Thursday, April 12, 2018

Cecil Taylor - 1971 - Nuits De La Fondation Maeght

Cecil Taylor 
Nuits De La Fondation Maeght

Second Act Of A Vol.1
01. Face A 21:25
02. Face B 19:55
Second Act Of A Vol.2
03. Face A 18:20
04. Face B 16:22
Second Act Of A Vol.3
05. Face A 13:00
06. Face B 20:00

Alto Saxophone – Jimmy Lyons
Drums – Andrew Cyrille
Piano, Voice – Cecil Taylor
Tenor Saxophone, Soprano Saxophone – Sam Rivers

Recorded at Saint-Paul-de-Vence, Paris, July 29th, 1969, under the auspices of the Maeght Foundation as part of the concert series "Nuits de la Fondation Maeght".

This was a truly magical night for the Taylor unit. The interplay between Lyons and Rivers is impeccable, exploring intervallic reaches of tonal ambience and equanimity. The lack of a bassist in this case is a plus, not a minus, as Taylor gets to indulge his rhythmic impulse to the extreme in order to let the two sax players go into arpeggio overdrive in tandem. The polytonality of Rivers is especially important here as he doesn't so much collide with Lyons, who instinctively knew, in 1969, how Taylor articulated his language, he "extends" him linguistically. Rivers brittle tone on tenor and his shrill soprano engage the steady polyrhythmic attack of Lyons whose ostinato are the cues Taylor takes for his own when moving the piano into solo position. And the two horns find the striated expanses of sonic terrain Taylor prepares them for. And Cyrille knows just how to escalate; the result is no less spectacular than John Coltrane and Pharaoh Sanders on Live in Seattle -- the only real difference is, it's Taylor who does the yelling and shouting when the music gets to the outer limits and can't express what he needs it to. The great Paris concert in its entirety is a Taylor masterpiece.

Nuits De La Fondation Maeght, trilogy recordings (for me) is his best work from a particularly enigmatic period. Taylor was playing sprawling immeasurably intense reckless refulgence & asymmetrical avant wizardry with the insane Andrew Cyrille, for me indubitably one of the most fantastic & original drummers ever. Out of the many things that could be said, I would emphasise that Taylor & his unit redefined the elongated-outburst & prolonged-peaking coming with ceaseless surging’s of unparalleled clamour & volatility. Frequently without intervals, extenuation or cessation they would dance an immensely detailed & dynamic squall within the singularity of remorseless & unforgiving outermost, fully-cyclic, hell-for-leather frenzy. A heteronomous hurricane & blitzing blizzard of ebullient fulmination Cyrille was able to maintain physically these momentous requirements but also inflect with a cycle of extensive improvisational embellishment & continually capricious contrasting...

Taylor’s closest adjutant saxophonist Jimmy Lyon’s would also duck in & out with sax screel & hysteria. These Olympic stints of decadent comminute went way beyond the threshold, agreeable limitation or somatic restriction that pretty much everybody else was on, with an unapologetic & frankly extremist activity/ideology of severe surplus pandemonium & improvident forceful action whilst exercising immense technical credibility. Many a marvel of withering extravagance was being exercised by other legends during this great era, but this lot did it, to my knowledge, longer & harder without intermission including mostly for each individual musician (consecutive group participation), never slacking & all exploding into one sustained shock-wave of terrific turbulence. these recordings though, do offer the secondary function of a more Avant-Garde slower & emotionally alternate medium occasionally with vocal extracts from Taylor. They are stunning diverse & intricate but also often bizarre. This is another phenomenon of Cecil Taylor & much of his music, lyrics & imagery. It’s dark, I would say at times even quite minatory. Much of the furore from the depths of Free Jazz’s sonic battle field encompassed anger, madness & intensity are as a commodity, but Taylor as with Sunny Murray often depicts & conjures stuff that I would not feel at error calling nasty, dark, or threatening in a direct & mostly unequivocal manner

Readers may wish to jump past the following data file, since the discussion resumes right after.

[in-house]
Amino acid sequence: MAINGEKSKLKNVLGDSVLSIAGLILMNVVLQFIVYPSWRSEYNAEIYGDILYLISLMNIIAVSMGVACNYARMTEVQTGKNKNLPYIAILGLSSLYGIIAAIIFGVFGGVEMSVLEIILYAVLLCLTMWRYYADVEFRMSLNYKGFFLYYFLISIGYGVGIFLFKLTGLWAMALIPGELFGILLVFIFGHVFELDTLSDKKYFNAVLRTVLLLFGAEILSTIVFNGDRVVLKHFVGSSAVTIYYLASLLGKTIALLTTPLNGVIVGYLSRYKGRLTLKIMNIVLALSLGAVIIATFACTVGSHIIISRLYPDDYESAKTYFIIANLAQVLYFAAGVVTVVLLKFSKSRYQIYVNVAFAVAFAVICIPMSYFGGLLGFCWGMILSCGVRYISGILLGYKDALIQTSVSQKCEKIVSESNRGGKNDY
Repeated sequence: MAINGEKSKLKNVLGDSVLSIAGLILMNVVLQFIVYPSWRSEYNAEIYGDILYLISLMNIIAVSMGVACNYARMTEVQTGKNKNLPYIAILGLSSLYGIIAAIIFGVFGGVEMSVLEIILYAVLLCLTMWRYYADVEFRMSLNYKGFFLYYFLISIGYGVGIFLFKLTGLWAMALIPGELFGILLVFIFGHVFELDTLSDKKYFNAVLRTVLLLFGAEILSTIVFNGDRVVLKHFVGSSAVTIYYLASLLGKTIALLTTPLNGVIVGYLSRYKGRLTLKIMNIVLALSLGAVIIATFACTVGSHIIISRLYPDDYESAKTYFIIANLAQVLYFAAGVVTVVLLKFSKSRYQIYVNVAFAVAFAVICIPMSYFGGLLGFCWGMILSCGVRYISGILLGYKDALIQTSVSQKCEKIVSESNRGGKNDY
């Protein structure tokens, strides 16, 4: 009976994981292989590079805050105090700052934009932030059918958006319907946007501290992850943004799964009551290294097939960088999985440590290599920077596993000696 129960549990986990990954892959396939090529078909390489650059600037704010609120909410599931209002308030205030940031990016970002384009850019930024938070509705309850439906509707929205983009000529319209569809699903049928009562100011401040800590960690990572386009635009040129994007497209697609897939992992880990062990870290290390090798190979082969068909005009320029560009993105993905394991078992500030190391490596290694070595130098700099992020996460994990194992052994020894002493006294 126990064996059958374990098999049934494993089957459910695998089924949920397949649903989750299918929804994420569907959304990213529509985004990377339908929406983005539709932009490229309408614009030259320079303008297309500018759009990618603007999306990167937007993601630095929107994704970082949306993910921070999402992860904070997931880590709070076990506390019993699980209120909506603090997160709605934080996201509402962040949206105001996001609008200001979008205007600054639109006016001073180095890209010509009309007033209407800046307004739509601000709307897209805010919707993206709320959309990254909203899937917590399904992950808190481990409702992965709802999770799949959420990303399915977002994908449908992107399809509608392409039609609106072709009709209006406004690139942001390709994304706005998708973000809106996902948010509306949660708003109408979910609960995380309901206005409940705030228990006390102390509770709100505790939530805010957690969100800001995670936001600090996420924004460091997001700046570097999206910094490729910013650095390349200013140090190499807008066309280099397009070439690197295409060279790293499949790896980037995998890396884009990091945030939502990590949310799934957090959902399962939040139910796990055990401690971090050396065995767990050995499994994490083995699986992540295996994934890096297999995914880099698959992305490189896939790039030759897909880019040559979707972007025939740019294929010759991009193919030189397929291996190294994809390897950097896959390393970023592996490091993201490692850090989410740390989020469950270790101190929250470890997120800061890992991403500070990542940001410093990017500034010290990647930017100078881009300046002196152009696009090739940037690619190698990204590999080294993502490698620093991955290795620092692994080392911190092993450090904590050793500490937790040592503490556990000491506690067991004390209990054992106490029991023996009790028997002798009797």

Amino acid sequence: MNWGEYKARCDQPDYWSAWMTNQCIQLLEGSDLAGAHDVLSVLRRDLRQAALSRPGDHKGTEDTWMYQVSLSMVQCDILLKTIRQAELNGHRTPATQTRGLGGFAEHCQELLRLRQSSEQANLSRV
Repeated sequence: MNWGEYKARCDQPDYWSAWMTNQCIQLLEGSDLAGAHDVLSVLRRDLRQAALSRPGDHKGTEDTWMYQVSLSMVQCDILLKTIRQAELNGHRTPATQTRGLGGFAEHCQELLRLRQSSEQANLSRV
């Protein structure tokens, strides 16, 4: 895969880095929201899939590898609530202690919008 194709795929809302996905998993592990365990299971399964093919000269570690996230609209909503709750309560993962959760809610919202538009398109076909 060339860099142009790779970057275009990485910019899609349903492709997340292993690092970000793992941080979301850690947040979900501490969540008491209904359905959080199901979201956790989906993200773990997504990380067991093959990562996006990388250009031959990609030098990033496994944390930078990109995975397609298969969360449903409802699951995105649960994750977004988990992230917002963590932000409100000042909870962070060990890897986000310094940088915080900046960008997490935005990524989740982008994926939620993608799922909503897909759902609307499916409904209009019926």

Yes, for me, tones of hazard, tragedy & outright tenebrous madness etc are very apparent (hell, it could be just my misinterpretation, but I feel these elements skulk within his work amongst other sentiments & energies of a far more positive distinction). This is another specialist feature of Taylor & contributes even more to his significant idiosyncrasy. Anyway, as for this mind-blowingly marvellous 3LP set released by Shandar, there is another foreign element/irregularity that kicked shit completely into hyper-space. On these recordings they threw fucking Sam Rivers into the mix! Can you imagine? As if things were not preposterous enough, the absolute madman Rivers was air-dropped into the vortex with his tenor & soprano cannons. The results are just ridiculous & why these recordings are amongst the most precious & heavily rotated in my stash. Unfortunately, to my knowledge, no further foray frenzy was created with Rivers after this tour. Thank the goddess that someone was recording & captured this brain scattering murrain so expertly & issued it in this cult vinyl trilogy